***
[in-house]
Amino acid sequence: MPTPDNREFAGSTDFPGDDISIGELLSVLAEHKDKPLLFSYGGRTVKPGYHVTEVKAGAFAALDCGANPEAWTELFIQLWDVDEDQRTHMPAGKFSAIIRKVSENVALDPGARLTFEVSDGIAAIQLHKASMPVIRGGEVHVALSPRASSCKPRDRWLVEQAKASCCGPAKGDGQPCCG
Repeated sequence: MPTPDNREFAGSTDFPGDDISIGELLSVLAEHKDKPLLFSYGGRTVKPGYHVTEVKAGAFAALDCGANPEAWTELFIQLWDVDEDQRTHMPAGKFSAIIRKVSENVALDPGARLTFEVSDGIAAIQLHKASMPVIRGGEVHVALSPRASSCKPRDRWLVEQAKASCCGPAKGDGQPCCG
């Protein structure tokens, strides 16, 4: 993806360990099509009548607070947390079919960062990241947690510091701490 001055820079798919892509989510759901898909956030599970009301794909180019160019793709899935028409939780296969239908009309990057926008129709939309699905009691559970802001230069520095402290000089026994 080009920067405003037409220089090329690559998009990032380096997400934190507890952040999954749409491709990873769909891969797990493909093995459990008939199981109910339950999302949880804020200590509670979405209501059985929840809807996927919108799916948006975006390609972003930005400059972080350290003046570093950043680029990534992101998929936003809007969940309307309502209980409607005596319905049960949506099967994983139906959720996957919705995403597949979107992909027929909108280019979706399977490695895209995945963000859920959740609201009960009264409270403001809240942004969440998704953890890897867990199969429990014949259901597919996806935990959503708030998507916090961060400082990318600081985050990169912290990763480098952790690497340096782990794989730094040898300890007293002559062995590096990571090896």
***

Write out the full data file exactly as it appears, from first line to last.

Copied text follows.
[in-house]
Amino acid sequence: MPTPDNREFAGSTDFPGDDISIGELLSVLAEHKDKPLLFSYGGRTVKPGYHVTEVKAGAFAALDCGANPEAWTELFIQLWDVDEDQRTHMPAGKFSAIIRKVSENVALDPGARLTFEVSDGIAAIQLHKASMPVIRGGEVHVALSPRASSCKPRDRWLVEQAKASCCGPAKGDGQPCCG
Repeated sequence: MPTPDNREFAGSTDFPGDDISIGELLSVLAEHKDKPLLFSYGGRTVKPGYHVTEVKAGAFAALDCGANPEAWTELFIQLWDVDEDQRTHMPAGKFSAIIRKVSENVALDPGARLTFEVSDGIAAIQLHKASMPVIRGGEVHVALSPRASSCKPRDRWLVEQAKASCCGPAKGDGQPCCG
């Protein structure tokens, strides 16, 4: 993806360990099509009548607070947390079919960062990241947690510091701490 001055820079798919892509989510759901898909956030599970009301794909180019160019793709899935028409939780296969239908009309990057926008129709939309699905009691559970802001230069520095402290000089026994 080009920067405003037409220089090329690559998009990032380096997400934190507890952040999954749409491709990873769909891969797990493909093995459990008939199981109910339950999302949880804020200590509670979405209501059985929840809807996927919108799916948006975006390609972003930005400059972080350290003046570093950043680029990534992101998929936003809007969940309307309502209980409607005596319905049960949506099967994983139906959720996957919705995403597949979107992909027929909108280019979706399977490695895209995945963000859920959740609201009960009264409270403001809240942004969440998704953890890897867990199969429990014949259901597919996806935990959503708030998507916090961060400082990318600081985050990169912290990763480098952790690497340096782990794989730094040898300890007293002559062995590096990571090896």